November 03, 2009
How often is a team captain with the highest salary and most celebrity unceremoniously dropped from the top line to a spot between two checking forwards?
As we noted yesterday in the Puck Headlines, that's what happened to Vincent Lecavalier(notes) this week with the Tampa Bay Lightning, as Coach Rick Tocchet made him the center between noted Art Ross threats Drew Miller(notes) and Stephane Veilleux(notes).
Lecavalier's offensive struggles this season have been well-documented -- he has 1 goal and is a minus-8 for the season -- but Tocchet took aim at the totality of Vinny's game:
"Not finishing checks, cheating a little bit, the little things that I will not let...It's unacceptable," Tocchet said. "That's the one thing I came into this year, if I see your game slipping - if you're not scoring, I can live with it - but if you're turning away from checks, and not battling down low defensively, if you're constantly on the ice and teams are getting chances against you, videos don't lie. This is something we're going to correct the next day, it's not going to be corrected next week. We've got to attack it."
That was on Sunday; yesterday, Tocchet spoke about Lecavalier again to the Tampa Tribune, specifically about his desire to line up with longtime partner in crime Marty St. Louis. Tocchet basically said the team is not Vinny's sandbox anymore:
"Vinny is still playing 20 minutes, he's still playing first-unit power play and he'll get shifts with Marty once in a while, he might get shifts with Ryan Malone(notes)," Tocchet said. "There is still plenty of ice time for him to get with certain people, but I'm looking for a two-way game from him and that's the way we are built, it's not two guys and the Tampa Bay Lightning, it's the Tampa Bay Lightning and that's the way it's got to be if we are going to compete, it has to be."
If this were John Tortorella placing Vinny Prospal under the bus, it probably doesn't merit too much scrutiny. But this is Rick Tocchet placing Vinny Lecavalier under the bus. Will it work?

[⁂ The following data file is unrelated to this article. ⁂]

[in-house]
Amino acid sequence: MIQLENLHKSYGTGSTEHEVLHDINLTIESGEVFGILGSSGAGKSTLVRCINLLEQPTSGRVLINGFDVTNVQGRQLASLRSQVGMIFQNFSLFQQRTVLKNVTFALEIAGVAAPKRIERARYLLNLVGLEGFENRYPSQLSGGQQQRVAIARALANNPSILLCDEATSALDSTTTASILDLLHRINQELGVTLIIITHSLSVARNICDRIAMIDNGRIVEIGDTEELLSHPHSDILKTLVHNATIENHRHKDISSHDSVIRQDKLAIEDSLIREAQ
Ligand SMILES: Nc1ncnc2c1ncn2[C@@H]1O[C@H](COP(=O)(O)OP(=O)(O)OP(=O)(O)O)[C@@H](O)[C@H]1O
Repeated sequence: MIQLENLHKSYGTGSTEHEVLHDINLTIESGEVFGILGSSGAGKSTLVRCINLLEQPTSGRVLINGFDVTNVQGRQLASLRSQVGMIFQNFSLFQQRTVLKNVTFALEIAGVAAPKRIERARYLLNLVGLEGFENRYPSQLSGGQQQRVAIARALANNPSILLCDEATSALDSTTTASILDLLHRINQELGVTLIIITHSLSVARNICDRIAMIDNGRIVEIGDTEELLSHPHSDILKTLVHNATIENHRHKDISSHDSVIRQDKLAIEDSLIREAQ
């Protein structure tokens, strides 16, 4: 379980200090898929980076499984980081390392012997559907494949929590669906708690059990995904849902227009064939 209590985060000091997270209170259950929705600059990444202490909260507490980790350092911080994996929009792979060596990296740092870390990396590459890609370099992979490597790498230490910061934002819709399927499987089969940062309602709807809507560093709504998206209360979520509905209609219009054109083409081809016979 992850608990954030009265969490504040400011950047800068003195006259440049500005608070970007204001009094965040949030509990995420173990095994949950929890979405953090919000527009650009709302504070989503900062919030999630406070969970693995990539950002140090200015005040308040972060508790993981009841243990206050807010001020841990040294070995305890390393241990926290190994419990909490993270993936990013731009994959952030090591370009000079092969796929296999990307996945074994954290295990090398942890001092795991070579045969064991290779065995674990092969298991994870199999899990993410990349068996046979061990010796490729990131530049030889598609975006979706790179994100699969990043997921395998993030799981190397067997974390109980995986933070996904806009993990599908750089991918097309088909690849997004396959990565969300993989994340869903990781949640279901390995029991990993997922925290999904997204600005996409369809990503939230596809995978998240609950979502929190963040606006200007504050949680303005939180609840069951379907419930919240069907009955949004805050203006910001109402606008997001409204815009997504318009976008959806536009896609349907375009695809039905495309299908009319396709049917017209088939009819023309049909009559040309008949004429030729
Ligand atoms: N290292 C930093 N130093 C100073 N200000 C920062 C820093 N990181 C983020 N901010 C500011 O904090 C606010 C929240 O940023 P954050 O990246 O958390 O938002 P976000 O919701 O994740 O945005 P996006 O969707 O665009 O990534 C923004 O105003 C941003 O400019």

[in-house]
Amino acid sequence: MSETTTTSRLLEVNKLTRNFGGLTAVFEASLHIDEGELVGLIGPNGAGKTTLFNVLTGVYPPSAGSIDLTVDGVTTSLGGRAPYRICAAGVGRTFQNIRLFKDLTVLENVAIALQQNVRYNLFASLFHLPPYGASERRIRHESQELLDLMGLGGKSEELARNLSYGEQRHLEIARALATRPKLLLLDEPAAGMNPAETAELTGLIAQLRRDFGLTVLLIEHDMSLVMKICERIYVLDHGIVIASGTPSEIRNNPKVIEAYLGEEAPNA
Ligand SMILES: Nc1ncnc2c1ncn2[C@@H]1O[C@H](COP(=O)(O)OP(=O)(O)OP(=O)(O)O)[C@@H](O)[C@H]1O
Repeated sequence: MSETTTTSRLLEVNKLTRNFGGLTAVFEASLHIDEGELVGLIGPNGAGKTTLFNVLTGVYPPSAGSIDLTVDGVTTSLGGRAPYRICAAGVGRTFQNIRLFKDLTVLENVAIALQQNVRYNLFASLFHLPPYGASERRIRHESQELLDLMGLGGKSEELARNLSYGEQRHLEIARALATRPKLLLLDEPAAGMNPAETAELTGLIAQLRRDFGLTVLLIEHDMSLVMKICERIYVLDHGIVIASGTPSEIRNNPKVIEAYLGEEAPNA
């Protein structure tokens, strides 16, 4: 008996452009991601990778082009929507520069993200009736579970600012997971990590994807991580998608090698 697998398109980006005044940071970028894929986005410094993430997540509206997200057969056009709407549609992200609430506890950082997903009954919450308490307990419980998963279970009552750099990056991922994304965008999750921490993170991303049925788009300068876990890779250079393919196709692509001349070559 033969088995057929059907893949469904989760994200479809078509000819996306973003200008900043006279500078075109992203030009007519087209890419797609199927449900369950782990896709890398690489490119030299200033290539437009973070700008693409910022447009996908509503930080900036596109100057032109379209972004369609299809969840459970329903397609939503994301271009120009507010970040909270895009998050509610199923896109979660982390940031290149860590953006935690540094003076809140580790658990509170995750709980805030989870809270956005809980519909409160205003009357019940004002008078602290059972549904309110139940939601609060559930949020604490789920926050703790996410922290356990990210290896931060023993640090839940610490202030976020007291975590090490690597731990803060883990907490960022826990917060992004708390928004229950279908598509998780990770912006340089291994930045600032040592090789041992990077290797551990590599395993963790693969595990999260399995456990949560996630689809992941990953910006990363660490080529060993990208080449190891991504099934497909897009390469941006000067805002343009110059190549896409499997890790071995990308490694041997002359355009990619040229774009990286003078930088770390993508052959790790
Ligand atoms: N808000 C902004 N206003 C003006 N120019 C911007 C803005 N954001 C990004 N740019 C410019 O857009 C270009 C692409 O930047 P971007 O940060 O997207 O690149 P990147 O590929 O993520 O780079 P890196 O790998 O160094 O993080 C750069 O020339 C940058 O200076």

After yesterday's loss to the Philadelphia Flyers -- the Bolts face Kessel and the Leafs tonigth -- Raw Charge wrote that the move to the third line "backfired on the entire team," even if Lecavalier played better hockey. From Raw Charge:
The first rule of trying to manipulate your team is you've got to really know your team. And while Martin St. Louis(notes) might be the heart and soul of the Lightning, Lecavalier is their identity. He's their top guy, their star, their captain. And if he's not on their top line in that role, no matter how poorly he may or may not be playing, then suddenly they're not who they think they are anymore.
The bottom line is that Lecavalier was moved to the third line, and the team crumbled like a bunch of stale cookies. St. Louis played particularly poorly - for him. He was still better than half the league, though. He did snap his 11-game point scoring streak, however.
Jon Jordan of HockeyBuzz is troubled by the fact that Lecavalier has looked ineffective for pretty much the entirety of 2009:
Any way you look at it, something's up with the big guy. To me, he just looks a step or two behind out there this year; not physically, really, as in a step or two slower than in his better days, but just kind of blah overall. ... Actually, it's the same way he looked for much of last season, which is baffling when you factor in just how badly he wants to put all that distracted him a year ago behind him.
Puck Buddy "The Skating Penguin" has been corresponding with us about this situation in Tampa, and made this point the other day on email:
"I think the Bolts should've unloaded VL4 before that huge bonus & no-trade clause kicked-in this July, because, sooner-or-later, this will be Stamkos'/Hedman's team."
While we don't necessarily agree with that, the first month of Lightning hockey has certainly provided the "Trade Vinny" contingent with a few "I-told-ya-so's."